1. Milesource. This program has fewer merchants on the chart this year than ever, now down to just 68 of 155 merchants surveyed (versus 75 of 103 last year). For 24 of the 68, Milesource pays the lowest rebate of any of the rewards programs on the chart. Thank goodness for MyPoints, or it would’ve been worse. This is another rewards program that has been neglected as it has changed hands. I contacted the site for comment as I had many problems compiling their data — some offers had conflicting information about how much you’d earn, a handful of offers were onsite but “no longer participating” when you clicked through, and Milesource still offers a reward for Walmart purchases although Walmart pulled all incentive programs from their affiliate program over a year ago. Their director of affiliate and content membership operation, Sunny Mallavarapu, said that “resources have been scarce to work on MileSource” due to the merger of Silver Carrot (its former owner) and Ampere Media. “Everything seems to be on schedule to finish up at the end of the year allowing more work to be done to MileSource.com. Hopefully in the new year to come you should see many new additions and positive changes.” I hope so, too. It is sad to see how far this program has deteriorated over the years.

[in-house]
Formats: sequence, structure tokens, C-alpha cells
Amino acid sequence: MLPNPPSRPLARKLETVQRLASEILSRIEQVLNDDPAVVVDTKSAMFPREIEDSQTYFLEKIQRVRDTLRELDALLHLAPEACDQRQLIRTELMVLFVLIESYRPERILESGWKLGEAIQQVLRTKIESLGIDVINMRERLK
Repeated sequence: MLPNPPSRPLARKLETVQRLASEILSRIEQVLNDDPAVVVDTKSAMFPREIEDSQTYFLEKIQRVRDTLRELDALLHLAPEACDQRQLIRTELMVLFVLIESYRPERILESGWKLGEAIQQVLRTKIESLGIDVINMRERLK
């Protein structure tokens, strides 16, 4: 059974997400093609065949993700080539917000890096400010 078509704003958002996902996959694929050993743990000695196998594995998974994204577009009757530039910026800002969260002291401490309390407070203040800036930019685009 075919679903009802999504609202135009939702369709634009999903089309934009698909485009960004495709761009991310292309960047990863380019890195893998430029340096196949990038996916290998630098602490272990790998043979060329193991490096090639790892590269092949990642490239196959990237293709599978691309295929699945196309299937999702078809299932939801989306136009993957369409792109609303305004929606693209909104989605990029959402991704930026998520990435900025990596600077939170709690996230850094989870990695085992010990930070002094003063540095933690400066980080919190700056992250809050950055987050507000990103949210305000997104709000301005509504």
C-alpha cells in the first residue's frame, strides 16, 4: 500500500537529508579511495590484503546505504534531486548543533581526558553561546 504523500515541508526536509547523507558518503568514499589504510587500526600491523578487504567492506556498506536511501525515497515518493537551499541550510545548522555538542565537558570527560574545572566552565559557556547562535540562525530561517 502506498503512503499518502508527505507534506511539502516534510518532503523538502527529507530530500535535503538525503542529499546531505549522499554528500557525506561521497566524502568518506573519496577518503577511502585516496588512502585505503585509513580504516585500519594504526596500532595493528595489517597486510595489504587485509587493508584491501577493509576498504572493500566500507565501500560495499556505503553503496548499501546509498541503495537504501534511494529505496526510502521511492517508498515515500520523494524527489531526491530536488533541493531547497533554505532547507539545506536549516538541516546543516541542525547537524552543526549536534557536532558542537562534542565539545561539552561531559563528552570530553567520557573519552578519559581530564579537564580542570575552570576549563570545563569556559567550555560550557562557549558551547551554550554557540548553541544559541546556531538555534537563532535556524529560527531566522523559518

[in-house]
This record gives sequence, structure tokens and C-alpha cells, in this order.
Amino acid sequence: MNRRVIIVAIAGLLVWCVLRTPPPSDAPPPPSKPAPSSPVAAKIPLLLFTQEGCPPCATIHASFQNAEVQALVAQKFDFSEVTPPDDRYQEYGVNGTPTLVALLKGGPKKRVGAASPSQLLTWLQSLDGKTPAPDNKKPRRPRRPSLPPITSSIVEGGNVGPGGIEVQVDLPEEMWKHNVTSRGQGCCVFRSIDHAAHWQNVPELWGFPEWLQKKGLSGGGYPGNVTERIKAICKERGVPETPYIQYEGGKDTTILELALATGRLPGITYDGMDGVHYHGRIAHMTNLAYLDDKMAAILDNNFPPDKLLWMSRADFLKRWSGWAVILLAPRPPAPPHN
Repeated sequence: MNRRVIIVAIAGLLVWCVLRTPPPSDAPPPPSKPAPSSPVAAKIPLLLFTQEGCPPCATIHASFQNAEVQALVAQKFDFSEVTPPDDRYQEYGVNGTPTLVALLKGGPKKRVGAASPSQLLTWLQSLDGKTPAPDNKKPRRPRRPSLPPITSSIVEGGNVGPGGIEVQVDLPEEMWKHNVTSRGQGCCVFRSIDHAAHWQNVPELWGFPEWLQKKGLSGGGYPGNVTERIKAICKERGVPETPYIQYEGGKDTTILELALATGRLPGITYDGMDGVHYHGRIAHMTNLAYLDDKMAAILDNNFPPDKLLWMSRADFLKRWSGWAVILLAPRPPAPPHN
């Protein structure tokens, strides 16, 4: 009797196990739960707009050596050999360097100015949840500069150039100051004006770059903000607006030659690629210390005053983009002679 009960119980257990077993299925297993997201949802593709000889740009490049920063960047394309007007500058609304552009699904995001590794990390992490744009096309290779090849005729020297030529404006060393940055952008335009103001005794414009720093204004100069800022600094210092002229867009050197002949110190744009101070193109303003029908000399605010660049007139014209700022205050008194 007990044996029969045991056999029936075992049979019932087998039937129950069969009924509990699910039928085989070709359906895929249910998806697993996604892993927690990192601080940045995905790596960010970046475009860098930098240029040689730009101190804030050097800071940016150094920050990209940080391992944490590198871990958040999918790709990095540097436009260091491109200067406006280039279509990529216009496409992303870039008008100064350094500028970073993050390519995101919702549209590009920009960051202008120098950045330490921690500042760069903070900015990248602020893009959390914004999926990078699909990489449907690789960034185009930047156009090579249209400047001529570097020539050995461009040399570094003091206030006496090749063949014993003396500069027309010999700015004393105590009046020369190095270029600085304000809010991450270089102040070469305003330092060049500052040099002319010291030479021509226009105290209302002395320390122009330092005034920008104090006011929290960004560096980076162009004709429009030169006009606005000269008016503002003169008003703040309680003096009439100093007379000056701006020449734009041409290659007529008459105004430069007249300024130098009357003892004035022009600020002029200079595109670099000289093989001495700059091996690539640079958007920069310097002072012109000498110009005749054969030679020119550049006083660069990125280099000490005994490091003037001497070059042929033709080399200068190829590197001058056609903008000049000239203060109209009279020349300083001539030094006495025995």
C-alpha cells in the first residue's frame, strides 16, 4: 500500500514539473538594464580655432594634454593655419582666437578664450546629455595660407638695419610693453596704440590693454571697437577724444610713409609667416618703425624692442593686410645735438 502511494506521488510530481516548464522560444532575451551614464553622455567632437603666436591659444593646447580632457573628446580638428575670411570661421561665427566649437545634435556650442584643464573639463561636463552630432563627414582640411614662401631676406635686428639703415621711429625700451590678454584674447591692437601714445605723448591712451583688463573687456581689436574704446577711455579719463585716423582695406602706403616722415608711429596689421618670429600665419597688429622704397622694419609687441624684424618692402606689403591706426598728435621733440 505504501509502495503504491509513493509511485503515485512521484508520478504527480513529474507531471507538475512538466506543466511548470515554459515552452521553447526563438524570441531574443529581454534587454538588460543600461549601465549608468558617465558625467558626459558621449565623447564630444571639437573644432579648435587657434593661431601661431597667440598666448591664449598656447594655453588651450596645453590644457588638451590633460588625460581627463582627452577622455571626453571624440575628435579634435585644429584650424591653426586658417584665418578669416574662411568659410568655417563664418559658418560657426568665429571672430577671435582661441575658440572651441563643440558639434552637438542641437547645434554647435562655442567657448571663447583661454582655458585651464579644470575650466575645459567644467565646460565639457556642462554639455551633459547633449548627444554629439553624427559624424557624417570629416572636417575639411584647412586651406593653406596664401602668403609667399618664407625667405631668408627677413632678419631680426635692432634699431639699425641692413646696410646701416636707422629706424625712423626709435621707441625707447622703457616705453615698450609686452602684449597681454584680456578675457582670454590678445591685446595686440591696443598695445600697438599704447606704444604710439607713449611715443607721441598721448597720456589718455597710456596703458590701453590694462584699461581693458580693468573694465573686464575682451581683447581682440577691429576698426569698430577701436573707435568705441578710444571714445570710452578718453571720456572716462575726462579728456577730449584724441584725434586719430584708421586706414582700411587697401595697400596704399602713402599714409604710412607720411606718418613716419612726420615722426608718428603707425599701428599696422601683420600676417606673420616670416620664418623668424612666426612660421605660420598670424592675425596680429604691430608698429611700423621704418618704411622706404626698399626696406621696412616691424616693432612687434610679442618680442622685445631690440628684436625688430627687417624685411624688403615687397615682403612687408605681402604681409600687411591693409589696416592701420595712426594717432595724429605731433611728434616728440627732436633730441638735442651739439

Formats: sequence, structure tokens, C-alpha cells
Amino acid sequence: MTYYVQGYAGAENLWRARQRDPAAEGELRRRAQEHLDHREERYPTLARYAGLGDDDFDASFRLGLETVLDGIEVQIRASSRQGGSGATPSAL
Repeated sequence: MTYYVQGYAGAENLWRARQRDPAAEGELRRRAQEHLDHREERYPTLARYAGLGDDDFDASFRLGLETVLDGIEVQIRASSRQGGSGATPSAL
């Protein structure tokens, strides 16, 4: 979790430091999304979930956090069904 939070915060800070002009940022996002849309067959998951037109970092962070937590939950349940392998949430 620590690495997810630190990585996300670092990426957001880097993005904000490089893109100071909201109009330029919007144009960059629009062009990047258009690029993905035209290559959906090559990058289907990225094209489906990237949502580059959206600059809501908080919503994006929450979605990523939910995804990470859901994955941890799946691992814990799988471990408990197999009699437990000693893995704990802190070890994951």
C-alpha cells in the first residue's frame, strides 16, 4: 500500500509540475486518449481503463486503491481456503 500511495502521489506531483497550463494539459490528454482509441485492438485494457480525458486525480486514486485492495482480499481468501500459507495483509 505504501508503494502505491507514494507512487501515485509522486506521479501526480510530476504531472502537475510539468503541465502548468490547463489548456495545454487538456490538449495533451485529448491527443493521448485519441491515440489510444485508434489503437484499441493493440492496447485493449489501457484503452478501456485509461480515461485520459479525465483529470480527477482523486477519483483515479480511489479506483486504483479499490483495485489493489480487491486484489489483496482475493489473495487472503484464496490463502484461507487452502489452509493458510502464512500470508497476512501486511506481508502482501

2. FreestyleRewards, the rewards program related to CoolSavings.com. Last year, this program had only five of the lowest rates for its merchants on my chart. This year, that number is up to 18. In its defense, those additional “reds” came either from new merchants they added (I guess the logic is, paying SOMETHING for them is better than nothing) or from rates that remained the same while other programs raised theirs. They’re not so much dropping rates as they’re not keeping up with the competition. They have the best rate anywhere for Avon, and a maybe-depending-on-purchase-total for Priceline, but otherwise, this site is just…average. One note of caution: Freestyle recently pulled out of the Performics affiliate network and is no longer paying webmasters to refer new members to their program. Craig Tanner, the VP of Product Management for Q Interactive (Freestyle’s owner), told me in email that this was due to their refocusing marketing dollars elsewhere. I pressed him for reassurance that Q Interactive remains committed to Freestyle and that the program was not in trouble, and he did not reply. Sometimes silence speaks volumes.